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I have some knowledge in C/C++ but only using the Console. I'd like to start programming some graphical interfaces, but I don't have the minimal idea where to start.

I've heard of GUI applications and DirectX applications. I'd like to know which is the best for start programming?

Which libraries also is good to use and some tutorials if possible.

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possible duplicate of Good C++ GUI library for Windows –  Hans Passant Sep 11 '10 at 20:33
@PAssant, it might be a duplicate but not of that question. Rodrigo is asking about learning not necessarily the best. –  HandyGandy Sep 11 '10 at 21:13

4 Answers 4

up vote 8 down vote accepted

What's your platform?

If you only care about Windows and don't mind an outdated technology, you can go to MFC way.

If you want a cross-platform GUI toolkit; there are several:

  • GTK
  • WxWidget
  • Qt

If you want something more about drawing, instead of boring GUI forms; then you can learn either:

  • OpenGL (cross-platform)
  • DirectX (Windows-only)

For simple uses, and if you're in Windows, you can use GDI+, which is also rather outdated.

Newer .NET platforms have GUI technologies with fancy names, though I'm not quite acquaintanced with them to suggest anything.

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It would be nice to get rid of 3 main toolkits and just have one xplatform one, but it doesn't look like that will happen soon, so take your pick. –  Ali Lown Sep 11 '10 at 21:14
If you have to learn something for Windows DO NOT learn MFC. Use native API calls, MFC does not give any advantage over them and it's really ugly. –  nico Sep 11 '10 at 21:30
If you want to get your GUI working quickly without a lot of hassle, Qt is a very good choice. –  Jeremy Friesner Sep 11 '10 at 22:53
@Jeremy Friesner: Personally, I find GTK much easier to deal with than Qt, but I guess it really comes down to personal preferences. –  nico Sep 12 '10 at 14:34

If you're using Windows 7, please take a look at the excellent Hilo series of tutorials for developing rich UI applications in C++. You may also find that this is a good excuse to begin learning C#/.NET, as GUI development is especially easy to do in it.

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If you are on windows the best way to learn is use C++ Builder. Embarcadaro ( or whatever ) offers a free version if you want. Just google C++ Builder.

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As someone who uses this product everyday, there are a couple of caveats that should be considered. You can produce a very nice GUI interface, however I've found the not all the Delphi components are available in c++, making some of the more complicated objects hard to do. There is only limited support in open source world for this complier, so if he is going to stick with c++, his options are somewhat limited. Lastly, with Rad Studio 2010, I've found the documentation very limited. Overall, HandyGandy is correct in his recommendation, but this would not be my first recommendation. –  photo_tom Sep 11 '10 at 23:23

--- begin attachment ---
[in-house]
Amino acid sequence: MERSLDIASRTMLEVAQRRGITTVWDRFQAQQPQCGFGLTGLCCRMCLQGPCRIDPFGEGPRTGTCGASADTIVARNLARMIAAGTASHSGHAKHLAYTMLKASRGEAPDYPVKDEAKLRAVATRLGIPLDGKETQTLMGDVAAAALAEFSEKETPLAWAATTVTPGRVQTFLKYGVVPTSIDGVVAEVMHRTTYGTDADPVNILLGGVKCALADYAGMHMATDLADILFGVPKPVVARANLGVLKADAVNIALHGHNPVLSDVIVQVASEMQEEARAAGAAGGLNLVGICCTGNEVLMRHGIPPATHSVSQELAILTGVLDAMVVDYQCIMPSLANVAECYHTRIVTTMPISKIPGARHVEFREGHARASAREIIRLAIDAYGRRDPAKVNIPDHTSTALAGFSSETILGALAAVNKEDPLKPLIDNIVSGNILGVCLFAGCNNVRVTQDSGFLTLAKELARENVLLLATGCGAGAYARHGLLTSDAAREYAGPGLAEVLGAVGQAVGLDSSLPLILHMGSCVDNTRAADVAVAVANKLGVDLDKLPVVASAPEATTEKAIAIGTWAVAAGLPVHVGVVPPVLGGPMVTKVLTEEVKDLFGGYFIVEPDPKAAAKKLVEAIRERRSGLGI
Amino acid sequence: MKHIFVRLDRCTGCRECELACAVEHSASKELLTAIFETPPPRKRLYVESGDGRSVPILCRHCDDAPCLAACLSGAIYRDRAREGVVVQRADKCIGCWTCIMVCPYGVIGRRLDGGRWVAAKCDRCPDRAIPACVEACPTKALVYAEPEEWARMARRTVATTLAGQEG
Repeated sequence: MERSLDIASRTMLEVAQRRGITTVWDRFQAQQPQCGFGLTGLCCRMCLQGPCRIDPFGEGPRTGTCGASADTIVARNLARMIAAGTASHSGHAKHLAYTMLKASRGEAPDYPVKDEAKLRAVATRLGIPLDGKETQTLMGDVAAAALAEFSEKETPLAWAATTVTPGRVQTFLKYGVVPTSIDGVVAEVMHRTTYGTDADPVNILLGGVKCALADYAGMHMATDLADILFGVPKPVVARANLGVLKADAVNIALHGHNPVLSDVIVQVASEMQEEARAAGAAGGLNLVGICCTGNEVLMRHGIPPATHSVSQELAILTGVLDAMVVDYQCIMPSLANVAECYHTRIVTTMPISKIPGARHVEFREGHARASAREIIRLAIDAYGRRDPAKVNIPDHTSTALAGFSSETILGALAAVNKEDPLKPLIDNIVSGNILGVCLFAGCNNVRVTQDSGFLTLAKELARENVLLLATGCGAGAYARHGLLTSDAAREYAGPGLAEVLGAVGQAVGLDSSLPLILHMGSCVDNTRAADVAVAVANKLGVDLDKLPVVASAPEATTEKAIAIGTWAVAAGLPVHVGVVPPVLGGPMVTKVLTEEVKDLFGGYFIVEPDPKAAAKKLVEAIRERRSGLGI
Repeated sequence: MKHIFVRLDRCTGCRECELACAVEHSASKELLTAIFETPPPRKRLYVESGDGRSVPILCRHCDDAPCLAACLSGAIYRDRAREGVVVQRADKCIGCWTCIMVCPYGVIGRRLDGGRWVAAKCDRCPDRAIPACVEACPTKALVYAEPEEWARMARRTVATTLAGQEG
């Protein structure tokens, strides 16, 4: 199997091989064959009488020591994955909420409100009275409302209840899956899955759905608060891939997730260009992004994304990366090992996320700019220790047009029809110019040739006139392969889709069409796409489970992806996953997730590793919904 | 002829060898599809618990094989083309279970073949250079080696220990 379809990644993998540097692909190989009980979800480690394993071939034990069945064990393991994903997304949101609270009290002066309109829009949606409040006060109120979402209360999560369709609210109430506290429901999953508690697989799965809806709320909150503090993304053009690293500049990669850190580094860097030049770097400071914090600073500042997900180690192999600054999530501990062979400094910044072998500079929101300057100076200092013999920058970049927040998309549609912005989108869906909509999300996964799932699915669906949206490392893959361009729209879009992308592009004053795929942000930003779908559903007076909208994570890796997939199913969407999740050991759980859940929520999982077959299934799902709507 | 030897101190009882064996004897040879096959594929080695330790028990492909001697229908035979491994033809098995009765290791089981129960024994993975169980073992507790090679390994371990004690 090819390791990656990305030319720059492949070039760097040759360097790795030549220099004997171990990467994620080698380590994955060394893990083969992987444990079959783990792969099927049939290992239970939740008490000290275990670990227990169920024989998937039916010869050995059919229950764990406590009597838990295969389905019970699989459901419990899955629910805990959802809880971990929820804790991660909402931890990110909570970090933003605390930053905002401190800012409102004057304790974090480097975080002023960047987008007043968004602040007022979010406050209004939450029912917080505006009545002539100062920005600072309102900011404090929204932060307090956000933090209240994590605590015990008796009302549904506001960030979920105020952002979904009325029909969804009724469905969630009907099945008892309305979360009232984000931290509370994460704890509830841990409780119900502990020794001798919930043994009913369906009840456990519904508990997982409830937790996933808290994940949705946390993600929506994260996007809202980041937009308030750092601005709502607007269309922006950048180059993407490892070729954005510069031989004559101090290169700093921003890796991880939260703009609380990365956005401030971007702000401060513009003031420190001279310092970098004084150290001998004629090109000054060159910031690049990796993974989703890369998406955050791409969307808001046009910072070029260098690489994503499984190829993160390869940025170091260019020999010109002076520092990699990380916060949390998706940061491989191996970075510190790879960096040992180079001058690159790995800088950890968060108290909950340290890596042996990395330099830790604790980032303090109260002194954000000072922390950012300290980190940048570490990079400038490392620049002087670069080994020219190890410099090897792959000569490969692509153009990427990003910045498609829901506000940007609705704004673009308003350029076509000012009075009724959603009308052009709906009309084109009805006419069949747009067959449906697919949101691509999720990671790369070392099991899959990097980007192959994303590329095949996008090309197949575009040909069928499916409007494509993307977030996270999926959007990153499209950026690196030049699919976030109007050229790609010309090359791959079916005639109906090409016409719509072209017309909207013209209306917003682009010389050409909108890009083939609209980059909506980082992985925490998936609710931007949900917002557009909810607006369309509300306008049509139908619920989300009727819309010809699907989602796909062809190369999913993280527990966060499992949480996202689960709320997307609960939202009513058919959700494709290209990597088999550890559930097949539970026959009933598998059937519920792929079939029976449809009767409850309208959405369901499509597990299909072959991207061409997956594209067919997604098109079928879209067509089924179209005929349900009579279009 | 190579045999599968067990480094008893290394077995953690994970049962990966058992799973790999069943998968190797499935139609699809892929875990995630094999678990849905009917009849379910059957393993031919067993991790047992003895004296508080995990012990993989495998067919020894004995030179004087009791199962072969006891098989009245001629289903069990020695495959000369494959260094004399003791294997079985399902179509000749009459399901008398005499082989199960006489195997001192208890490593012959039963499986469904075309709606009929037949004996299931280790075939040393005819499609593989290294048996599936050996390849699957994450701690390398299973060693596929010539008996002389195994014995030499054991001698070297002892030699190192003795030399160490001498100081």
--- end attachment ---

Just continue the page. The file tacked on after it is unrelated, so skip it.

If you're on Windows, go for Windows Presentation Foundation (WPF). Don't loose time on those traditional GUI-Toolkits, they are past. The present (don't dare to tell about future) are declarative, highly customizable 2D/3D/Multimedia integrated environments, such as WPF.

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Oh, quite a bunch of fanatic WPF haters around here. Would you be so kind and comment if you downvote...?! –  Paul Michalik Sep 12 '10 at 9:21
I did not downvote, but maybe you should explain why you think WPF is better than GTK, Qt etc etc. I never used it, and from your answer I don't really get what are its positive AND negative points (one negative point that comes to mind just looking at the name is that it is not cross-platform). –  nico Sep 12 '10 at 14:37
It may be much easier for beginner to start creating UI with WPF. Although Visual Studio designer is less than helpful, one could use something like Expression Blend. I never heard of such high quality tools for Qt or GTK. And I would argue that designing good UI (i.e. from i18n standpoint) using these technologies is hard, nearly impossible for a newcomer. –  Paweł Dyda Sep 12 '10 at 17:47
@nico Unlike the mentioned frameworks, WPF is more than just another GUI toolkit. I mentioned few keywords in my post (declarative, integrated) but there's more: extremely powerful, great rapid development tools, huge amount of development resources available in printed + online format and many more... Last but not least, it's backed by (still) largest software firm in the world and a de facto industry standard... and believe me, developing against WPF framwork is much, much easier than with those other unnamed toolkits - I did both. –  Paul Michalik Sep 12 '10 at 19:12
@Pawel You are right, there isn't anything nearly comparable to the design tools available for WPF. Another point I forgot to mention: I know a lot of people who - by principle - damn anything carrying Microsoft badge on it. But in most cases the last thing they've dealt with was a pre realease version of MFC in the early '90s... –  Paul Michalik Sep 12 '10 at 19:21

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